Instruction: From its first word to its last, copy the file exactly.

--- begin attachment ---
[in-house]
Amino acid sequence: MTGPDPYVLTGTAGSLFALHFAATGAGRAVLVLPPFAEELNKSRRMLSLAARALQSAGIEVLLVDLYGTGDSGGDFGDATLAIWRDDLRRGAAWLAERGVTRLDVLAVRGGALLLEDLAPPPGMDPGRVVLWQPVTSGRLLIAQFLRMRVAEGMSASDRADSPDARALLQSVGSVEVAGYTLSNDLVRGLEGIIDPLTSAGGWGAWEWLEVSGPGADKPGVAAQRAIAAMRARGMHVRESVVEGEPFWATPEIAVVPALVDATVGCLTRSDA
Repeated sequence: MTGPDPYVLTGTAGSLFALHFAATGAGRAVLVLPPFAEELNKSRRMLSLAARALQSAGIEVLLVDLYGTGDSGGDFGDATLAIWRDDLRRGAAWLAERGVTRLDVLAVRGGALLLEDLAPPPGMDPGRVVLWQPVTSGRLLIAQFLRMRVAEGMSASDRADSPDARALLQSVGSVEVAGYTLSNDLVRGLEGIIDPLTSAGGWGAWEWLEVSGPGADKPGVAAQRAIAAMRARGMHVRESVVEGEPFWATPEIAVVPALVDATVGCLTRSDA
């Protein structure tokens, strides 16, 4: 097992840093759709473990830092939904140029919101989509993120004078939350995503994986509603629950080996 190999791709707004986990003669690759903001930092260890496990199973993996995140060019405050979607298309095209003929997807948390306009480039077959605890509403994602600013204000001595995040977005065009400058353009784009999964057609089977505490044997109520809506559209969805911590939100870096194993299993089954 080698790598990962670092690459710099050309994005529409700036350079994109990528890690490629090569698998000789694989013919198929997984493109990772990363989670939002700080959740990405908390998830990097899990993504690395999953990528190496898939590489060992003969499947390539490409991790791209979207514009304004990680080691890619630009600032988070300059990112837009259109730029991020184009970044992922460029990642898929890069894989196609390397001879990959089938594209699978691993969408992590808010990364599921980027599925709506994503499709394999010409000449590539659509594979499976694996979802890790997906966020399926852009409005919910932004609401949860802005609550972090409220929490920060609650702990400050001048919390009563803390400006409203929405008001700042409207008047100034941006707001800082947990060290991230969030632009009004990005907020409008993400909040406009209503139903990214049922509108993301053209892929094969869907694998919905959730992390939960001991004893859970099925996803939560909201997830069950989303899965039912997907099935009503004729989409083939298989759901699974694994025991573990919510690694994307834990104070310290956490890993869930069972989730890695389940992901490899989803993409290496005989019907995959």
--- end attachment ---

[in-house]
Amino acid sequence: MTGPDPYVLTGTAGSLFALHFAATGAGRAVLVLPPFAEELNKSRRMLSLAARALQSAGIEVLLVDLYGTGDSGGDFGDATLAIWRDDLRRGAAWLAERGVTRLDVLAVRGGALLLEDLAPPPGMDPGRVVLWQPVTSGRLLIAQFLRMRVAEGMSASDRADSPDARALLQSVGSVEVAGYTLSNDLVRGLEGIIDPLTSAGGWGAWEWLEVSGPGADKPGVAAQRAIAAMRARGMHVRESVVEGEPFWATPEIAVVPALVDATVGCLTRSDA
Repeated sequence: MTGPDPYVLTGTAGSLFALHFAATGAGRAVLVLPPFAEELNKSRRMLSLAARALQSAGIEVLLVDLYGTGDSGGDFGDATLAIWRDDLRRGAAWLAERGVTRLDVLAVRGGALLLEDLAPPPGMDPGRVVLWQPVTSGRLLIAQFLRMRVAEGMSASDRADSPDARALLQSVGSVEVAGYTLSNDLVRGLEGIIDPLTSAGGWGAWEWLEVSGPGADKPGVAAQRAIAAMRARGMHVRESVVEGEPFWATPEIAVVPALVDATVGCLTRSDA
């Protein structure tokens, strides 16, 4: 097992840093759709473990830092939904140029919101989509993120004078939350995503994986509603629950080996 190999791709707004986990003669690759903001930092260890496990199973993996995140060019405050979607298309095209003929997807948390306009480039077959605890509403994602600013204000001595995040977005065009400058353009784009999964057609089977505490044997109520809506559209969805911590939100870096194993299993089954 080698790598990962670092690459710099050309994005529409700036350079994109990528890690490629090569698998000789694989013919198929997984493109990772990363989670939002700080959740990405908390998830990097899990993504690395999953990528190496898939590489060992003969499947390539490409991790791209979207514009304004990680080691890619630009600032988070300059990112837009259109730029991020184009970044992922460029990642898929890069894989196609390397001879990959089938594209699978691993969408992590808010990364599921980027599925709506994503499709394999010409000449590539659509594979499976694996979802890790997906966020399926852009409005919910932004609401949860802005609550972090409220929490920060609650702990400050001048919390009563803390400006409203929405008001700042409207008047100034941006707001800082947990060290991230969030632009009004990005907020409008993400909040406009209503139903990214049922509108993301053209892929094969869907694998919905959730992390939960001991004893859970099925996803939560909201997830069950989303899965039912997907099935009503004729989409083939298989759901699974694994025991573990919510690694994307834990104070310290956490890993869930069972989730890695389940992901490899989803993409290496005989019907995959």